%python_install_alternative exename

%python_uninstall_alternative exename

Third, mention the alternative, unversioned, in file list

%python_alternative %{_bindir}/exename

You can examine a full spec file at [1].

Grouped alternatives

The update-alternatives system allows for multiple files in the same group, to be switched together. This is useful if you want to install an executable along with its manpage, or multiple executables belonging to the same function group.

To make use of this, simply specify the files as multiple arguments to %python_install_alternative:

%{python_install_alternative pylint pylint.1 epylint epylint.1}

The macro can recognize manpage names and handle them correctly, but the first arguments needs always to the an executable. Or you can specify a full path to the file in question.

The first argument to %python_install_alternative is the group name. This is the only argument for %python_uninstall_alternative; you uninstall the whole group by the one name.

Packages for single Python version

Packages that only exist for Python 2 should be left as is. New packages should be called python2-foo. Old packages should be left as python-foo, but you should add Provides: python2-foo. You should also make sure that all BuildRequires and Requires are for "python2" and "python2-foo".

Packages that only exist for Python 3 can be left as is, or they can be converted to singlespec, with %define skip_python2 1. This is to ensure that they can build for PyPy or other flavors in the future. The definition should be made at the top of the spec-file.

Conditionals on Python versions

If you need to differentiate between python versions you can use the following macros:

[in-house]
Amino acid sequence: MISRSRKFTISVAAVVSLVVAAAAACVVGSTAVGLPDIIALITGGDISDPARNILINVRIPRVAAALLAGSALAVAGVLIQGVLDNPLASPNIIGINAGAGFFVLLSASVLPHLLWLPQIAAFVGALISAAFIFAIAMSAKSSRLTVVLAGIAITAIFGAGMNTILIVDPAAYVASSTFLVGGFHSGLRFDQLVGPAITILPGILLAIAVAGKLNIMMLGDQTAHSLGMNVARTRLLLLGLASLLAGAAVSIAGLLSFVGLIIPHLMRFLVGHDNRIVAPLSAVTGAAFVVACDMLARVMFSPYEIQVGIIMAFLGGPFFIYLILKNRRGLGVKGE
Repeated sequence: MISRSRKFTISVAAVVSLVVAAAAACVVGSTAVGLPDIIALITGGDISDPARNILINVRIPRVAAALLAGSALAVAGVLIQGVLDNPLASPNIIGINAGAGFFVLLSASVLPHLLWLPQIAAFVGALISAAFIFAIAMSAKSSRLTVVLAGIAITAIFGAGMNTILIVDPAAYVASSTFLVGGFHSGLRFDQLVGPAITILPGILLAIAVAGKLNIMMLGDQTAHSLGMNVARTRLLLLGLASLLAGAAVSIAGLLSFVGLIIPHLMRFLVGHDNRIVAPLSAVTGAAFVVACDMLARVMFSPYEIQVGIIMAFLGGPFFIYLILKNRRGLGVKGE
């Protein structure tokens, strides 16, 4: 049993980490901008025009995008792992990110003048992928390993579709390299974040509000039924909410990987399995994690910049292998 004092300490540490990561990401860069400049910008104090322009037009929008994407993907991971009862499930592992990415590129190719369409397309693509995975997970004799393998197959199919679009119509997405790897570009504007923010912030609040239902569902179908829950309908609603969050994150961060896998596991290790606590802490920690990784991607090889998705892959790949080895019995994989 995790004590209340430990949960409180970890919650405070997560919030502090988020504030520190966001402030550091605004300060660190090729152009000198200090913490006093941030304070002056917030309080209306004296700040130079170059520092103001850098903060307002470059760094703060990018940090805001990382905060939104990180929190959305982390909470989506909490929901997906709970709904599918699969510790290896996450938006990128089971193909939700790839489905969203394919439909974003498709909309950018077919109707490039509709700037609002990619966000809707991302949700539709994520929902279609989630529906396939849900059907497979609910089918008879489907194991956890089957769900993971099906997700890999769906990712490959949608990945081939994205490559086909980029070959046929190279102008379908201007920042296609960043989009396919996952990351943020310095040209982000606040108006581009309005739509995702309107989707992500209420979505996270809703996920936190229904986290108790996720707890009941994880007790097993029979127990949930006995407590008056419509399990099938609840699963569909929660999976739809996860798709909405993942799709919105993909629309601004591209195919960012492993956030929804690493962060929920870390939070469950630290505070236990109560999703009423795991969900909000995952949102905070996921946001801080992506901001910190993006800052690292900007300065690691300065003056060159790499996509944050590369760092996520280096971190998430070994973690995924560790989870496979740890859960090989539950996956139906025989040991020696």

Macros Example
%python2_version_nodots 27
%python3_version_nodots 36

For example:

%if %python3_version_nodots > 34

Common Gotchas

Things to look out for (which can also get your submission declined):

  1. If the %python_module redefinition is present, check that it has "python-%{**}" and not "python-%1"
  2. use %python_module for BuildRequires
  3. do NOT use %python_module for Requires
  4. make sure %python_subpackages macro is present
  5. %files sections should be marked as %files %{python_files}
  6. in %python_expand, make sure you use %$python_ macros instead of %python_ macros
  7. use %python_bin_suffix instead of %python_version for distinguishing executables or build directories

Running tests

The python code is not really compiled like C applications. As such it is really easy to distribute something that does not work at all. In order to prevent this all applications must run and pass their tests unless upstream is providing none themselves.

The easiest way to run tests is using the unittest discover mode:

%python_exec -m unittest discover -v

This of course only works, if the package supports regular python unittests. If this call does not work one has to dig around checking various files in the development repository like .travis.yml or tox.ini.

To run pytest, the macros %pytest and %pytest_arch can be used.

All Macros

The full documentation for all macros defined for singlespec can be found at the GitHub page for python-rpm-macros package.